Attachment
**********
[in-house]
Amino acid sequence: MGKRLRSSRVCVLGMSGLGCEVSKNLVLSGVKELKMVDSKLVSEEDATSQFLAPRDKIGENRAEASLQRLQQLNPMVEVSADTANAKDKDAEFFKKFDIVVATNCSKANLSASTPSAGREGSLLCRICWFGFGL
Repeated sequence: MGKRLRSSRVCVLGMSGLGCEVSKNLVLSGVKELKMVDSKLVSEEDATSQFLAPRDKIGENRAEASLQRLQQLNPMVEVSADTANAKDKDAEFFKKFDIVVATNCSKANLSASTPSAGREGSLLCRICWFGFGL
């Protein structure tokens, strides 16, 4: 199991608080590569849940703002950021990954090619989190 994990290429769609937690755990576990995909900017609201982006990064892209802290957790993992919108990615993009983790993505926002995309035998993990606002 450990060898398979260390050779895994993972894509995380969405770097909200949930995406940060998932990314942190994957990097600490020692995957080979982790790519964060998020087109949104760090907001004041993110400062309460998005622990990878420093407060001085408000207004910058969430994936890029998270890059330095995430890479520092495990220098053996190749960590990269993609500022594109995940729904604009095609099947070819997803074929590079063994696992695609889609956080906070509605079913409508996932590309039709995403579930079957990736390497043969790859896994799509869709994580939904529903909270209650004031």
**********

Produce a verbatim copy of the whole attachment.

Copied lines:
[in-house]
Amino acid sequence: MGKRLRSSRVCVLGMSGLGCEVSKNLVLSGVKELKMVDSKLVSEEDATSQFLAPRDKIGENRAEASLQRLQQLNPMVEVSADTANAKDKDAEFFKKFDIVVATNCSKANLSASTPSAGREGSLLCRICWFGFGL
Repeated sequence: MGKRLRSSRVCVLGMSGLGCEVSKNLVLSGVKELKMVDSKLVSEEDATSQFLAPRDKIGENRAEASLQRLQQLNPMVEVSADTANAKDKDAEFFKKFDIVVATNCSKANLSASTPSAGREGSLLCRICWFGFGL
């Protein structure tokens, strides 16, 4: 199991608080590569849940703002950021990954090619989190 994990290429769609937690755990576990995909900017609201982006990064892209802290957790993992919108990615993009983790993505926002995309035998993990606002 450990060898398979260390050779895994993972894509995380969405770097909200949930995406940060998932990314942190994957990097600490020692995957080979982790790519964060998020087109949104760090907001004041993110400062309460998005622990990878420093407060001085408000207004910058969430994936890029998270890059330095995430890479520092495990220098053996190749960590990269993609500022594109995940729904604009095609099947070819997803074929590079063994696992695609889609956080906070509605079913409508996932590309039709995403579930079957990736390497043969790859896994799509869709994580939904529903909270209650004031």